As Seen on newhair.com

 

Dear Doctor Rassman,
I am 20 years old. I want to know something more about triangular alopecia. My temples are receded about 1.5 inch. I have also genetic hair loss in bitemporal area and also in vertex (or at least it is what the doctors said). My father has lost also all of his temple hair including the hairline and the top, but nobody else in my family lost his temples hair, even though everybody has genetic hair loss. In addition I want to say that my temple hair is changed. Above the ear it is thicker than before but with less hair count, curly (it was not) and with a slower growth. Can it be part of genetic hair loss or it is genetic and something else in the same time? I have tried many doctors in Vienna, but I was not satisfied. When I ask about Propecia thay said: “It is not for you, it is for old men”. There is a clinic, Moser Medical, with some doctor of ISHRS but from the emails that I sent to them, they seemed more commercial than helpful. Can you tell me something about my condition? Thank you for your time and for this website.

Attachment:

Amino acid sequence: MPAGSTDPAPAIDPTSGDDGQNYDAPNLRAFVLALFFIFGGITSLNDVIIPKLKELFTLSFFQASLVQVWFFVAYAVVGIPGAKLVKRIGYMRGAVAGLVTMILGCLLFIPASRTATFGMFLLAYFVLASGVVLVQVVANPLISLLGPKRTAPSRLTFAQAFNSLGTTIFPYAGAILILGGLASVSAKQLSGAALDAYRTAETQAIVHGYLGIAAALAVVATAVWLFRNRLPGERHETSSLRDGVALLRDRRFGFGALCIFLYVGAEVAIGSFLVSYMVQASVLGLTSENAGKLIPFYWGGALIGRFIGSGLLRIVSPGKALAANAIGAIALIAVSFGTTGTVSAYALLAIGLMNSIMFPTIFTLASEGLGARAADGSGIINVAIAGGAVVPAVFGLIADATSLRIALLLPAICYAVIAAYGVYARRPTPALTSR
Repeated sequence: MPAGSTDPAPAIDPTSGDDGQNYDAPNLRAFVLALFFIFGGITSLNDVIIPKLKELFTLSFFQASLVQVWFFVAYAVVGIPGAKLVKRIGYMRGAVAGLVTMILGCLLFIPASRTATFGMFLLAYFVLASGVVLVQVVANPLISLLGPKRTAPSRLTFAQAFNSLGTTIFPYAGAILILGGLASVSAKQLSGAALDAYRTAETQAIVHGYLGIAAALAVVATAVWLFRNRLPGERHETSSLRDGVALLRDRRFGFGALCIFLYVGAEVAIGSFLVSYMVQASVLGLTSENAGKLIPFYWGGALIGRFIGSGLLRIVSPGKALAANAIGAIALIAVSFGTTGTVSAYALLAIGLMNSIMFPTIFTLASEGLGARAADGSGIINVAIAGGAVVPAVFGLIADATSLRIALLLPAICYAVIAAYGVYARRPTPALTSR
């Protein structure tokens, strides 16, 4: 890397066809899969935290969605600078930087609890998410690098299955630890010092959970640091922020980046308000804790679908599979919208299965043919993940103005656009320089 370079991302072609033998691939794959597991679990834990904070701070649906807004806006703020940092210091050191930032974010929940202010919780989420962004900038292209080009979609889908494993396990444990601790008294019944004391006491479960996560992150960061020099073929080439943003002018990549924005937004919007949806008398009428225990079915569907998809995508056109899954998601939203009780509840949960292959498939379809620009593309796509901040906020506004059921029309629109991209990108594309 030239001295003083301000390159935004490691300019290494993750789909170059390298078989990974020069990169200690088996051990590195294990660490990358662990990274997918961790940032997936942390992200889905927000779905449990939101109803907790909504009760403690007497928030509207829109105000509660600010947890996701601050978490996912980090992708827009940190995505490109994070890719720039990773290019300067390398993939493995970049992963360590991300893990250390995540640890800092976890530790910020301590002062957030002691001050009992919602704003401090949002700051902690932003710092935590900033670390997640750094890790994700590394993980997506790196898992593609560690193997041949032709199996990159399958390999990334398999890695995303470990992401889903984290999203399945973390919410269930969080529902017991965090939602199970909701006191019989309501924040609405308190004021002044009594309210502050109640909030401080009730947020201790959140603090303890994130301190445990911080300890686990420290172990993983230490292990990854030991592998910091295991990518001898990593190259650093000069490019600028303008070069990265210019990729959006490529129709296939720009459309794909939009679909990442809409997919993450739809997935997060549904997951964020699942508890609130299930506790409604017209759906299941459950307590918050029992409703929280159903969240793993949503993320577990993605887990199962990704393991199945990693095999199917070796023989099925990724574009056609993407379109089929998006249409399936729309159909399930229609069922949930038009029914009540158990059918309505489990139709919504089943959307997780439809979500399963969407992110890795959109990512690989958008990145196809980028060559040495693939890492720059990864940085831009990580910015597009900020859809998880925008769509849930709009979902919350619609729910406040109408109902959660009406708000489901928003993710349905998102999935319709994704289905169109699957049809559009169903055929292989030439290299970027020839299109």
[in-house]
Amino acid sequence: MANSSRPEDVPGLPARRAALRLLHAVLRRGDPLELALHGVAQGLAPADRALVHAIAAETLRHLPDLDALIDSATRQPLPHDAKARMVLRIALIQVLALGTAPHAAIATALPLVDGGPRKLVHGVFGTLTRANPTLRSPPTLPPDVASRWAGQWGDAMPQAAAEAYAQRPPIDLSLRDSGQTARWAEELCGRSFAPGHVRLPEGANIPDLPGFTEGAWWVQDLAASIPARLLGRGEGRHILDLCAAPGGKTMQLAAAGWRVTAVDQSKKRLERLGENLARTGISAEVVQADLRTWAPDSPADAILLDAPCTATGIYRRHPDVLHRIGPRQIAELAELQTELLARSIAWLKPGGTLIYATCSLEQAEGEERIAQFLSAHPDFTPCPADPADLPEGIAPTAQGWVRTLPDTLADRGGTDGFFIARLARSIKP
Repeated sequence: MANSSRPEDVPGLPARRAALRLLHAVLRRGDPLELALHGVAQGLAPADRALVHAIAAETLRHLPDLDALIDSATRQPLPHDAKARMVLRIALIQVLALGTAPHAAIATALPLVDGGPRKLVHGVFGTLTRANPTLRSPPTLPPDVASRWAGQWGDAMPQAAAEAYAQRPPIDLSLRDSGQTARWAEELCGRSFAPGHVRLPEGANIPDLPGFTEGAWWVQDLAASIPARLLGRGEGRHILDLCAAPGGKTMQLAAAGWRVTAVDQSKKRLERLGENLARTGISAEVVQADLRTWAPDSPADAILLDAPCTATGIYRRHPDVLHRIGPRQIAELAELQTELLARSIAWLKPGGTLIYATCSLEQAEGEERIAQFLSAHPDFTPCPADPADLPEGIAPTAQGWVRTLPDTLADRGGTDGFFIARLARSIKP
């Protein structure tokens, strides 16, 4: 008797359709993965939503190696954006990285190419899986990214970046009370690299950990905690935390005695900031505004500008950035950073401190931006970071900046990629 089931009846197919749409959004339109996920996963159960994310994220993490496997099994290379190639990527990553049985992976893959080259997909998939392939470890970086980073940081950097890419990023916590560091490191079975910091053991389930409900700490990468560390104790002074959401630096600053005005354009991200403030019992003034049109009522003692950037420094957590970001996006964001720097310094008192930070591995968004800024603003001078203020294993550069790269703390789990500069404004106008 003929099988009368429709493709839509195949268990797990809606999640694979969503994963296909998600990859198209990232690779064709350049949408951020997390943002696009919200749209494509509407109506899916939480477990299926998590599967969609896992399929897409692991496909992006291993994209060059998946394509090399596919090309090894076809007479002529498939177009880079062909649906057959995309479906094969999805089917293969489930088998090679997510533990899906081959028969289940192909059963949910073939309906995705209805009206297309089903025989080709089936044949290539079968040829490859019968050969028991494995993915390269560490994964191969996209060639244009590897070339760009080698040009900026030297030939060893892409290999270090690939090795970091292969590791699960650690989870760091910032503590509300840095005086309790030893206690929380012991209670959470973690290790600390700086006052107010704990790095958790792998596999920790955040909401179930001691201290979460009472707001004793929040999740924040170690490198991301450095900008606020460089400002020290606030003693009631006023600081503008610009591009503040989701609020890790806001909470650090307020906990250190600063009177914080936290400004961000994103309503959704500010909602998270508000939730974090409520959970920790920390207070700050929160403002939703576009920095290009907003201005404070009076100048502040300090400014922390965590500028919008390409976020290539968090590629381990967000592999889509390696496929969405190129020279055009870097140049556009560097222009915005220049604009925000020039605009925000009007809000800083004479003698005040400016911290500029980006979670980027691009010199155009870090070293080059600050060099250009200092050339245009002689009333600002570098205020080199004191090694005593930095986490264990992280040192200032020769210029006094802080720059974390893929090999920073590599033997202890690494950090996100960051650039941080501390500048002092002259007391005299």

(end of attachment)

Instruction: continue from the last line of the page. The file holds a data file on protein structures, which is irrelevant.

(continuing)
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Triangular alopecia is a condition of hair loss which impacts the anterior temple area on either or on both sides. It may not be a complete loss of the temple hair, at times showing an atypica or asymetrical pattern, even to the point where a little residual tuft may be present on one side and no problem on the other side. It can affect either men or women and it is not necessarily part of the genetic balding process we commonly see, which produces balding in other parts of the scalp. It is probably another inherited process and hair transplantation is the best approach to treating it.